As the United States is experiencing the largest social movement in history, it’s become clear that inaction and silence are no longer options for brands.
People expect the companies they shop with and the organizations they support to take a stand—in fact, 70% of U.S. consumers say it’s important for brands to take a stand on social and political issues. Furthermore, 67% of people believe brands are effective at raising awareness around important public issues when they speak out on social media specifically.
As a social media manager, perhaps you’ve created campaigns in the past for Black History Month, Women’s History Month or Pride, or posted about holidays recognizing marginalized groups of people. You might have recently published a corporate statement in support of Black Lives Matter and racial justice.
That’s all a great start. These campaigns and posts suggest that your organization is aware of the issues and has internal buy-in to be vocal about your values and role in facing injustice. However, as God-is Rivera, Twitter’s Global Director of Culture and Community, recently wrote:
This is not a fad or a ‘moment.’
While it seems like the entire world is paying attention to this fight for equality now, it’s a battle that Black Americans have been fighting for centuries. It’s important to recognize that this movement existed well before the recent protests and will live on long after. This community wants to know that you’ll show up for them even when it’s not popular to do so.
Brands need to go beyond a one-time statement about diversity on social media. As social marketers, we should be integrating diversity, equity and inclusion into our social strategies for the long term. To do that successfully, we need to focus on both internal and external steps to ensure the efforts are authentic, sustainable and helpful.
Here are five of the ways we’ve approached this at Sprout. We’re constantly learning, so we’d love to hear more thoughts and ideas from you on Twitter.
1. Recognize your brand’s role.
It’s natural to feel a sense of urgency when it comes to addressing racial injustice. In the context of your brand’s response, however, it’s important to take a step back to determine what role your brand should play in this conversation and what your audience is expecting from you.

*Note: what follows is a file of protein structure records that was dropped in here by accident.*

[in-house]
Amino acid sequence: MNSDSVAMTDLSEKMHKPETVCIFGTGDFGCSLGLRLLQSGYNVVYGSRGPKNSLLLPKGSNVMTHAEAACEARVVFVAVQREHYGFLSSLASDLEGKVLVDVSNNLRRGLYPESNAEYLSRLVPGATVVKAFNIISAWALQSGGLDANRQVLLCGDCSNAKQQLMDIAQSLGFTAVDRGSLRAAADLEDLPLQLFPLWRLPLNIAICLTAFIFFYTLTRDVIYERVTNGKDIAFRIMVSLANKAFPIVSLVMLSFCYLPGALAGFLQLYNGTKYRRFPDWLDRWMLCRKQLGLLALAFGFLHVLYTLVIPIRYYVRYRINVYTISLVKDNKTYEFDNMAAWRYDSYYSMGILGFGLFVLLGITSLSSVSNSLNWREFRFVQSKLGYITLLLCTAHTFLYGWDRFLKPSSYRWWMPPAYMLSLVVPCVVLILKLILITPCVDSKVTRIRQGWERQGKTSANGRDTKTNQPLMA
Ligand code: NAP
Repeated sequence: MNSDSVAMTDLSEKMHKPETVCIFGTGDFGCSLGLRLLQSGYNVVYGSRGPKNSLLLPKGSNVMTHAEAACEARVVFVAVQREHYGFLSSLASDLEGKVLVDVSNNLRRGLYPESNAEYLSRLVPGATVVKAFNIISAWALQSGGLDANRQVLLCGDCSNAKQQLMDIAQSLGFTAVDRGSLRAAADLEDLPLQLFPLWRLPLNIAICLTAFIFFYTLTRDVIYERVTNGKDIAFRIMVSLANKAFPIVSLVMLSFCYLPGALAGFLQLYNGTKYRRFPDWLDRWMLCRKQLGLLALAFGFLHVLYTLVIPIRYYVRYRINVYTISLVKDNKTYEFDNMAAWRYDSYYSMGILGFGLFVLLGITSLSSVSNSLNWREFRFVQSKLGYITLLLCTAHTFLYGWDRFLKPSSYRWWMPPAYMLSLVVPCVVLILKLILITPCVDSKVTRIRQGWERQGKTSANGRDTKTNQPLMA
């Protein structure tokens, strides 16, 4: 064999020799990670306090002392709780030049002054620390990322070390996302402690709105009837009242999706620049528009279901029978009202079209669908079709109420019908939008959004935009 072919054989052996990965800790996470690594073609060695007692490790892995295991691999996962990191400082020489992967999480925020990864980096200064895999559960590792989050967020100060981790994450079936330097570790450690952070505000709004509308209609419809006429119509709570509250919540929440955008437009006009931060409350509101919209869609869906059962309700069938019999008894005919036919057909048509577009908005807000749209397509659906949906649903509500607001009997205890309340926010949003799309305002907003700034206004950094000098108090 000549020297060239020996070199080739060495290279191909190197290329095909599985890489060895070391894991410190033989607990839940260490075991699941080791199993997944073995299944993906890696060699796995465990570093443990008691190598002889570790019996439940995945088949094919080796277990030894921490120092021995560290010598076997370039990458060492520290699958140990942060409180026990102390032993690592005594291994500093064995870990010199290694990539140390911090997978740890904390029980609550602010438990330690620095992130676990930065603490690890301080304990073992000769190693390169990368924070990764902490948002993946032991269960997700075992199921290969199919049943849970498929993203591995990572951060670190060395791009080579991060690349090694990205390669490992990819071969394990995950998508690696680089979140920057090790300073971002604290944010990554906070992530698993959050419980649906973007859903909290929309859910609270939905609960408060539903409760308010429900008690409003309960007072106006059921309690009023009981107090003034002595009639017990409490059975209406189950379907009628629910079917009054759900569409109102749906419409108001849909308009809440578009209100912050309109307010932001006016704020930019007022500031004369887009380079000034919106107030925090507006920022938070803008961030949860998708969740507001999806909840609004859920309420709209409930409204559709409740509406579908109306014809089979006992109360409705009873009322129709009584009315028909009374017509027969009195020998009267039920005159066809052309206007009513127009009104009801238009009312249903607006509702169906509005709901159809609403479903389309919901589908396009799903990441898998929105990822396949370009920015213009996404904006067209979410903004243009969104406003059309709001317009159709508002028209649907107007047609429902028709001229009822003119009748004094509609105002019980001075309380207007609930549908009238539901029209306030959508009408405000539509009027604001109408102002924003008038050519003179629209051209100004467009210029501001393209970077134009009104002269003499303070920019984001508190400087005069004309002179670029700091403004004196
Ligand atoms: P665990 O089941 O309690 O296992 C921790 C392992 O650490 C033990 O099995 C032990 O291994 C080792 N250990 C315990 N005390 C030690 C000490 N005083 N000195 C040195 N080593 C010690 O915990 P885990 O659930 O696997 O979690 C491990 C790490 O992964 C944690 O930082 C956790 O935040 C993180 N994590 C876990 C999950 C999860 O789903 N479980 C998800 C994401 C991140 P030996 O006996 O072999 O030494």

Developing your brand’s position isn’t something that social can do in a silo—if you aren’t already, work with other brand and communications stakeholders to have these conversations. It’s all well and good to create social content, but developing your brand’s position in a way that’s rooted in your business and values will ensure that you have a sustained, meaningful plan.
How do you determine your brand’s place? Use these questions as a guide.
- Where in the conversation about DEI, Black Lives Matter or systemic inequity does it make sense for our company to weigh in?
- Where are there gaps in our own organization’s education and how can we further our own education?
- What questions might our audience have right now where we could provide helpful, valuable insight?
- How can we be there for those in our brand’s community who are looking for support or resources from us?
Most brands simply aren’t expert authorities on racial justice, and it’s completely fine if that’s not your brand’s place. Maybe your focus will be on sharing resources, or using your data to talk about how this issue relates to your customers or industry, or increasing representation in your content. Every brand and community are different, and if you want your social media approach to resonate with your audience, it’s important to develop a plan that’s truly representative of your brand.
Speak to your expertise, with your lens. For example, the McBride Sisters Collection, a wine company, offered their followers specific tips on how to keep up this momentum by supporting black-owned wineries:
Similarly, Red Bay Coffee joined the call for major retailers to pledge 15% of their shelf space to black-owned businesses:
As you determine your brand’s role and direction, it’s important to keep checking in throughout content creation to ensure your brand messaging is appropriate and contributes to the larger conversation.
2. Prioritize representation.
On June 10, Black women took over white women’s Instagram accounts for day as part of an action called #ShareTheMicNow. The goal? To center Black women’s voices, work, and experiences. More than 40 pairs of women participated with a reach of over 300 million followers, amplifying previously underrepresented perspectives.